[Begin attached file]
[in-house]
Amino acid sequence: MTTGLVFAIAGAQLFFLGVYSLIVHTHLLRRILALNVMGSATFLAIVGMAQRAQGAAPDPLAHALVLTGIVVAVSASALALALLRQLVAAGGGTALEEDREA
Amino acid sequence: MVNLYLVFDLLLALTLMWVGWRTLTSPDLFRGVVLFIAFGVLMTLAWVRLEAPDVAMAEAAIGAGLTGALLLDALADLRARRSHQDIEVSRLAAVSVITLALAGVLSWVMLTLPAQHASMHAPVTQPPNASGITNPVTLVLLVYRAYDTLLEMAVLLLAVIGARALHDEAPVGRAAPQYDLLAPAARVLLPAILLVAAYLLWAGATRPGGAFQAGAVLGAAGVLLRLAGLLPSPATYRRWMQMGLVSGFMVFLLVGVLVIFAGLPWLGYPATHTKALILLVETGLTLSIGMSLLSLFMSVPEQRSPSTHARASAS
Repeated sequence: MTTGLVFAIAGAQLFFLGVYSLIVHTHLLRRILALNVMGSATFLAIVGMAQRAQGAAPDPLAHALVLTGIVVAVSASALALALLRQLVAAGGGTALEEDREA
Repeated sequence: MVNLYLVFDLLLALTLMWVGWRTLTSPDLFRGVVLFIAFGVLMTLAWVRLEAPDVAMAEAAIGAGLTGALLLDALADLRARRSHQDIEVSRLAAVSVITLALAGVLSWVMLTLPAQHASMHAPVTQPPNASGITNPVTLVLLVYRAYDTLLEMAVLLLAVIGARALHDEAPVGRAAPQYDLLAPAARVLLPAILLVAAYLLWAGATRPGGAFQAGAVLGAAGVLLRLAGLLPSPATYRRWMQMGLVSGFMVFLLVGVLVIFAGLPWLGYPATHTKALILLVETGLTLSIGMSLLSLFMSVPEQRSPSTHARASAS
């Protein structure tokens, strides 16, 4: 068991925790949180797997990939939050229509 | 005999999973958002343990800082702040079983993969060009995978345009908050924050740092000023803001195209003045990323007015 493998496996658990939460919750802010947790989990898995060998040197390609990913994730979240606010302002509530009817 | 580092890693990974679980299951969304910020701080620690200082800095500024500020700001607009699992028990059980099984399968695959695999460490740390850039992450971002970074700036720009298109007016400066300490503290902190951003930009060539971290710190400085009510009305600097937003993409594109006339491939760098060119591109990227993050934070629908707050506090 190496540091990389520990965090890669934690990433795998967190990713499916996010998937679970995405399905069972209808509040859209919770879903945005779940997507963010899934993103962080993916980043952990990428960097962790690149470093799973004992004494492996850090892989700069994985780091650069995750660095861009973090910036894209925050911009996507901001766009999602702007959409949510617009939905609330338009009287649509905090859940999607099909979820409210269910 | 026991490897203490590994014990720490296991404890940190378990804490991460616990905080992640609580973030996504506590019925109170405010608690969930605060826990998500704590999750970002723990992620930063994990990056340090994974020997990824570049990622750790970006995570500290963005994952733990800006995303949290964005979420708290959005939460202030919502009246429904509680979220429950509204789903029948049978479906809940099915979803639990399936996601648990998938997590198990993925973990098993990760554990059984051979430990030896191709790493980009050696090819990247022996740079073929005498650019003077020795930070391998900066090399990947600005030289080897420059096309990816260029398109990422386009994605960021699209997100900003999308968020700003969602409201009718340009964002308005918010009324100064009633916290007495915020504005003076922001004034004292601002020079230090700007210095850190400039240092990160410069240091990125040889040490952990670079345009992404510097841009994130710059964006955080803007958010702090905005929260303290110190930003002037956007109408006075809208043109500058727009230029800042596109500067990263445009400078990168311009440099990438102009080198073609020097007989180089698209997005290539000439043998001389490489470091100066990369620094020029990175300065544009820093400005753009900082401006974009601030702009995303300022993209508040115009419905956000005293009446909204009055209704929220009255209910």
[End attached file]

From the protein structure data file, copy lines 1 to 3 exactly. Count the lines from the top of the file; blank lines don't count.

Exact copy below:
[in-house]
Amino acid sequence: MTTGLVFAIAGAQLFFLGVYSLIVHTHLLRRILALNVMGSATFLAIVGMAQRAQGAAPDPLAHALVLTGIVVAVSASALALALLRQLVAAGGGTALEEDREA
Amino acid sequence: MVNLYLVFDLLLALTLMWVGWRTLTSPDLFRGVVLFIAFGVLMTLAWVRLEAPDVAMAEAAIGAGLTGALLLDALADLRARRSHQDIEVSRLAAVSVITLALAGVLSWVMLTLPAQHASMHAPVTQPPNASGITNPVTLVLLVYRAYDTLLEMAVLLLAVIGARALHDEAPVGRAAPQYDLLAPAARVLLPAILLVAAYLLWAGATRPGGAFQAGAVLGAAGVLLRLAGLLPSPATYRRWMQMGLVSGFMVFLLVGVLVIFAGLPWLGYPATHTKALILLVETGLTLSIGMSLLSLFMSVPEQRSPSTHARASAS